Battery Power - Spring 2015 - (Page 6)

Feature Batteries: An Integrated Solution Jennifer A. Eirich, Marketing Manager,ODYSSEY Battery, Specialty and Rail, EnerSys George Brendahl, Marketing Manager, Utility and Nuclear, EnerSys According to the US Department of Energy (DOE), growth in peak demand for electricity in the US has exceeded transmission growth by almost 25 percent every year since 1982.1 Today's utilities are now being challenged to manage increasing consumption with an aging and already compromised infrastructure, congested transmission lines and greater reliance on renewable resources. The US Energy Information Administration (EIA) states 51 percent of all generating capacity (530 GW) is at least 30 years old.2 This is especially surprising when compared to the telecom industry. For example, just think of the strides that have been made in telecommunications in the past three decades, from portable and cellular technology to smart phones, tablets and more. Meanwhile, with hundreds of thousands of high-voltage transmission lines connecting the US, only 668 additional miles of interstate transmission have been built since year 2000.1 At the same time, utilities are struggling to incorporate new, renewable sources of energy. According to the EIA, renewable energy will account for about one-third of new electricity generation added to the US grid over the next three years. Yet, despite all of these challenges, spending on research and development is among the lowest of all industries. The result is power outages and interruptions that cost American businesses more than $100 billion each year. Even single incidences can have a significant impact.1 Energy storage works to address these power concerns, especially those striving to incorporate renewable energy sources. Energy is a "just-in-time asset" where generation must be matched to the demand in order to maintain reliability and stability. Wind and sun are intermittent by nature, leaving gaps in the utility's ability to provide constant power. Energy storage helps to bridge this gap by allowing energy to be stored for those times when it is in greatest demand. Energy storage not only helps to prevent service interruptions and downtime, but it also allows for distributed service, placing the energy source closer to the process and equipment that will use it. It also helps utilities postpone and possibly avoid costly expansions or upgrades as demand grows and renewable generation increases. The Role of Energy Storage Increasingly, energy storage is being regarded as a way to balance the grid. The Energy Storage Association (ESA), has stated that energy storage can "ease the market introduction of renewables, accelerate the decarbonization of the electricity grid, improve the security and efficiency of electric transmission and distribution (reduce unplanned loop flows, grid congestion, voltage and frequency), stabilize market prices for electricity, while also ensuring a higher security of energy supply.3 Electric utilities already are among the largest owners and users of electrochemical battery systems,4 and the global energy storage market is expected to grow 71 percent per year in terms of capacity from 2014 to 2023, according to a recent study by Navigant Research.5 This increased demand for grid-scale storage has opened the door for many new technologies as suppliers compete to fill this need. Utilities must weigh their options carefully to find the optimum solution. Often, traditional technologies offer the most sensible solution. As energy demand continues to increase, today's utility leaders need to find the right solution and the right partner. Matching the Right Solution to Your Application While some forecasters assume that the growth in energy storage will be in newer energy storage technologies, the Electric Power Research Institute (EPRI) holds that "no single storage system can meet all of the application needs of the power grid, and a wide variety of storage technology options are being proposed for utility-scale storage uses."6 The key is matching the application with the right storage solution. To do this, the utility must develop a clear profile of the application by addressing several key decision-making factors. 6 Battery Power * Spring 2015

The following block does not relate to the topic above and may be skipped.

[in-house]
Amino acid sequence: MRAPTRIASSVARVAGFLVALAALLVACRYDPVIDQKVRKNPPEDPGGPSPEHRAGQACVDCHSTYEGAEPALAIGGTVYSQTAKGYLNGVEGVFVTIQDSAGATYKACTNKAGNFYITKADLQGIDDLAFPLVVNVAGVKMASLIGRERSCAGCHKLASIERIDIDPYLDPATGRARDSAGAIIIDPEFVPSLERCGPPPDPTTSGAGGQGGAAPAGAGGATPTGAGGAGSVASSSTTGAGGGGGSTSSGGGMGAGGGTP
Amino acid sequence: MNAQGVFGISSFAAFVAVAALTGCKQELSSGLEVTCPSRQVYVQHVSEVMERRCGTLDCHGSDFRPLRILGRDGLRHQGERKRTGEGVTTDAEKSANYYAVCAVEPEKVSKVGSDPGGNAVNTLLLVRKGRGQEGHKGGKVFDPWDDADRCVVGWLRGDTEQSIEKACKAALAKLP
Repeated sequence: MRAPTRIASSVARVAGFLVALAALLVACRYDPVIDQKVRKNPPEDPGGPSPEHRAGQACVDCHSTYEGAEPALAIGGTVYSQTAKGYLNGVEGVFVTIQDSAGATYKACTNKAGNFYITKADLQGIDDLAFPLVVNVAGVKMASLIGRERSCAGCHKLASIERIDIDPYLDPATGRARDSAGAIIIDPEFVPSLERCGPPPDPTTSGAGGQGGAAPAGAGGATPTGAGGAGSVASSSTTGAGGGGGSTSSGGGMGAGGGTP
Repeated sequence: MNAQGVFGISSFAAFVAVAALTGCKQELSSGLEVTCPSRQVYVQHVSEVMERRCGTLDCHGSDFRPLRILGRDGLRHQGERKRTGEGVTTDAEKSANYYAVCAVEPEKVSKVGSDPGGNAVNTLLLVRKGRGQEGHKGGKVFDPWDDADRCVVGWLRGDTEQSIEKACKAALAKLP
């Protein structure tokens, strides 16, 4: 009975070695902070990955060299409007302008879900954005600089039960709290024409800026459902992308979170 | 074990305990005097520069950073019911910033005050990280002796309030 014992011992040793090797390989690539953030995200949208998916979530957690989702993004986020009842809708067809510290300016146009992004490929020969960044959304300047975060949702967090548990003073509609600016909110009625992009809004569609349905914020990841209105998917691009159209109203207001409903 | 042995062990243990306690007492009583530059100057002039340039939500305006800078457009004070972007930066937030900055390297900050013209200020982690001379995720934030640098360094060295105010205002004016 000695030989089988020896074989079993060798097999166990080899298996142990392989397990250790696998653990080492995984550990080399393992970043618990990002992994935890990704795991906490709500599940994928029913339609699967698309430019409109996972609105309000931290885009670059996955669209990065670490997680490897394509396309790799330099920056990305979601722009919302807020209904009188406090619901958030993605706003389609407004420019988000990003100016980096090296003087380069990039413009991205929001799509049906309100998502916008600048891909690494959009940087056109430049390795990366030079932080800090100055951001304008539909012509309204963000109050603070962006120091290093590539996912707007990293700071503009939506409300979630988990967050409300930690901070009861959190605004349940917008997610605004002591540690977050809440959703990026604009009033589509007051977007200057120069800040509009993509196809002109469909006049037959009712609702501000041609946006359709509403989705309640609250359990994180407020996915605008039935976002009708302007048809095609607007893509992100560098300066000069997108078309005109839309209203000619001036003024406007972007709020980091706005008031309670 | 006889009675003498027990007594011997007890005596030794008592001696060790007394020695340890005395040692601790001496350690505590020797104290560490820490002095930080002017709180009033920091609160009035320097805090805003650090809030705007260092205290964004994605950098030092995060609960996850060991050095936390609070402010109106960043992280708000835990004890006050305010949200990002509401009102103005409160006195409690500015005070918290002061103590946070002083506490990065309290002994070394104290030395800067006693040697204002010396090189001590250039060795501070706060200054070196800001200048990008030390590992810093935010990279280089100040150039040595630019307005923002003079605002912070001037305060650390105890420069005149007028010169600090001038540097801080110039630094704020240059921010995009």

Table of Contents for the Digital Edition of Battery Power - Spring 2015

Battery Power - Spring 2015
Batteries: An Integrated Solution
Preventing Counterfeiting: Challenges and Selection Criteria for An Ideal Authentication Solution
Extending Battery Life
Batter Management with an Intelligent Battery Sensor is Vital to The Success of Future Automotive Designs
ICs & Semiconductors
Testing & Monitoring
Conference Preview: Critical Power 2015
Research & Development
Industry News
Application Profile
Calendar of Events

Battery Power - Spring 2015